W3C home > Mailing lists > Public > public-ws-media-types@w3.org > April 2004

Re: Draft Proposal for Assigning Media Types

From: Anish Karmarkar <Anish.Karmarkar@oracle.com>
Date: Thu, 08 Apr 2004 10:38:12 -0700
Message-ID: <40758E04.4040702@oracle.com>
To: Mark Nottingham <mark.nottingham@bea.com>
Cc: public-ws-media-types@w3.org, Umit Yalcinalp <umit.yalcinalp@oracle.com>, Martin Gudgin <mgudgin@microsoft.com>

Mark Nottingham wrote:
> On Mar 30, 2004, at 5:26 PM, Anish Karmarkar wrote:
>> Mark Nottingham wrote:
>>> That's an issue, not a requirement. The question I was trying to get 
>>> to was whether we need to allow open-ended sets (like image/*) 
>>> specifically, or just closed sets. I do wonder whether the ability to 
>>> say "I'd like an image; don't care what format you use, even if I've 
>>> never heard of it" is useful in a Web services context.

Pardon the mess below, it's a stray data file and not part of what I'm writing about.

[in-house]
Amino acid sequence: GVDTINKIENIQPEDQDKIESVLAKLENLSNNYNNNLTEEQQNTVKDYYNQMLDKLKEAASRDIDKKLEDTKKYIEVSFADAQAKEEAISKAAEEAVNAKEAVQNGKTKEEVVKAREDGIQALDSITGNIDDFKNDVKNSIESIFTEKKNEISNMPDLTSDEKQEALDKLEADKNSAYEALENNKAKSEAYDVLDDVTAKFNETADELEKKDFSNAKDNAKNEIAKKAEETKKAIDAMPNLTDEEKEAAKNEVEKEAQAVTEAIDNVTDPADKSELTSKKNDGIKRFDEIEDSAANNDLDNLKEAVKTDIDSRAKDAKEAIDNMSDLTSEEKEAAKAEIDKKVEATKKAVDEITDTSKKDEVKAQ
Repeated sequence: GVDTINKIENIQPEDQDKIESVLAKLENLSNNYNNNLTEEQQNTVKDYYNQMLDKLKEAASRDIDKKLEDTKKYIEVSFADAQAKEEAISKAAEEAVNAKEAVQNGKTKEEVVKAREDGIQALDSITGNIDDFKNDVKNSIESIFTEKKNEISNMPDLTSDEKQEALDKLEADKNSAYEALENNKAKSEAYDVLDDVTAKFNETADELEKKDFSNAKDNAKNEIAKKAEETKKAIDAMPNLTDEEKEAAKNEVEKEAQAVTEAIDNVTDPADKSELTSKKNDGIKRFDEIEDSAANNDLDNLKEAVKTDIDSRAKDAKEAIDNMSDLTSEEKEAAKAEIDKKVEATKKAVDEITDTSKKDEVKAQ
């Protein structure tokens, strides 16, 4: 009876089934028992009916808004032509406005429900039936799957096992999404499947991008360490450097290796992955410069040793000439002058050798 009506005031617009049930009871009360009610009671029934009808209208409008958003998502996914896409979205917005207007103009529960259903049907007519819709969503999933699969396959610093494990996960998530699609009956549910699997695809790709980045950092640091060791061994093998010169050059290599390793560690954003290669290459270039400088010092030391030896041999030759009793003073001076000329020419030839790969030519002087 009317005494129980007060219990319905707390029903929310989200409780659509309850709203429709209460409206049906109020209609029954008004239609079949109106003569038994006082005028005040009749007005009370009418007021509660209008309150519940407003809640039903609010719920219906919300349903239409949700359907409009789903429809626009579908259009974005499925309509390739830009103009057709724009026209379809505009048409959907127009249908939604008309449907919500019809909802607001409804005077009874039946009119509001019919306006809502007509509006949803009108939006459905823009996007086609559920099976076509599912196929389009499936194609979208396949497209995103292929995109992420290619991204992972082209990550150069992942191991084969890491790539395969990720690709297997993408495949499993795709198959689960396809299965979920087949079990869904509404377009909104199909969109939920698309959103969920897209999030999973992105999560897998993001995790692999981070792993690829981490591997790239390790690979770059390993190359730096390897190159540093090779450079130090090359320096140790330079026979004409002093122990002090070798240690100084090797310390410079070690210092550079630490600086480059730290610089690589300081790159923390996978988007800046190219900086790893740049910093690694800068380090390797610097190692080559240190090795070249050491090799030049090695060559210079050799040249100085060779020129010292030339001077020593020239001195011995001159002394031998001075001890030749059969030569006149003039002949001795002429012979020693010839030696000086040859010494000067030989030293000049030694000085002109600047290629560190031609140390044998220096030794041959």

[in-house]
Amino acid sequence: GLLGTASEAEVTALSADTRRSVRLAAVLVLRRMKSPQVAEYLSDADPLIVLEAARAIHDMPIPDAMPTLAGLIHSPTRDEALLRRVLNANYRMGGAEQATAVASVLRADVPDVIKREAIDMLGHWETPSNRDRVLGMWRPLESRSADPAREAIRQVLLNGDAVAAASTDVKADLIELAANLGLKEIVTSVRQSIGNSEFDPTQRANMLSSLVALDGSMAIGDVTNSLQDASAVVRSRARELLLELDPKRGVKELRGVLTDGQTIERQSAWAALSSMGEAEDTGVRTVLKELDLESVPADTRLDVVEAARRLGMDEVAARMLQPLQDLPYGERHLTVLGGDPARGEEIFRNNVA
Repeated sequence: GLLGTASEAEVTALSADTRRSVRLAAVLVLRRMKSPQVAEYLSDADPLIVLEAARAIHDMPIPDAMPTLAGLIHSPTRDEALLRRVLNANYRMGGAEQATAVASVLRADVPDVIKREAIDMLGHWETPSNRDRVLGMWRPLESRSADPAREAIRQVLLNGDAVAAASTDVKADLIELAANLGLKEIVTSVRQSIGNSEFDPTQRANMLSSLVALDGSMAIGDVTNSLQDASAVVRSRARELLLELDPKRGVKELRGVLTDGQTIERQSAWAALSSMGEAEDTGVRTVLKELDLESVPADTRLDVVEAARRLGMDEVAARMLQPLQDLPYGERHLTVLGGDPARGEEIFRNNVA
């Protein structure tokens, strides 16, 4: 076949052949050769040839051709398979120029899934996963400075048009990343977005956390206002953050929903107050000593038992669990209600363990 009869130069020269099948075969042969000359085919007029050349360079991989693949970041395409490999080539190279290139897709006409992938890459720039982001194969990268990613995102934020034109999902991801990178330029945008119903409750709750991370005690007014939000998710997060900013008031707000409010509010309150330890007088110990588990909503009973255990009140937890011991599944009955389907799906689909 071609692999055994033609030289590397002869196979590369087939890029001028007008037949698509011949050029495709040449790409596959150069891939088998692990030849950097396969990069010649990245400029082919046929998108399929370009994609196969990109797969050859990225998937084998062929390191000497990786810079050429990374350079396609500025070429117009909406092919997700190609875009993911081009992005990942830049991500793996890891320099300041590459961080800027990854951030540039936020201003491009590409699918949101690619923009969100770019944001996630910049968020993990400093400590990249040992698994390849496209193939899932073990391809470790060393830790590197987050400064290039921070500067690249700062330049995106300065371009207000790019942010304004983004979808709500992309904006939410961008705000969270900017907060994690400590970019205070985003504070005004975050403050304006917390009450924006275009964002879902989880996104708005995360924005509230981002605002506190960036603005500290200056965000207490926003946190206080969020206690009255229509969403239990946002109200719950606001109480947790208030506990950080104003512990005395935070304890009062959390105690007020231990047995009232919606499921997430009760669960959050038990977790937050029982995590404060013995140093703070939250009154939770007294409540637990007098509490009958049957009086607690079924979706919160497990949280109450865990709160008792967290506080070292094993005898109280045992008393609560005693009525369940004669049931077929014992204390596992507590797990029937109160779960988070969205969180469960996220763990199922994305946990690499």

>> The use case I had in mind was to allow all the image formats that are 
>> well-know, standard and well-supported. If an unknown format is sent 
>> this would result in some sort of app level fault. Another alternative 
>> is to enumerate the various formats that are supported. E.g., 
>> "image/jpeg image/png ..."
> If enumeration is good enough, can't we tell people to define their own 
> schema for a well-known attribute, as Gudge outlined? IIRC lack of 
> support for /* was the only downside of that approach.

No, the proposal has two downsides: you cannot have /* or enumeration of 
  types such as "image/jpeg image/png".

Thinking about this more, there is yet another solution:
instead of defining a "standard" attribute for indicating media types, 
we could define a schema type in the media-type namespace and 
applications can sub-type this type and define/use an attribute of that 
type. Processors can then key-off the type (instead of the attribute 
name). This is certainly doable, but I find the 2 attribute solution 
(that uses schema extensibility) to be much easier and simpler -- as 
processors can key-off the attribute-name.

Received on Thursday, 8 April 2004 13:42:49 UTC

This archive was generated by hypermail 2.3.1 : Tuesday, 6 January 2015 19:42:14 UTC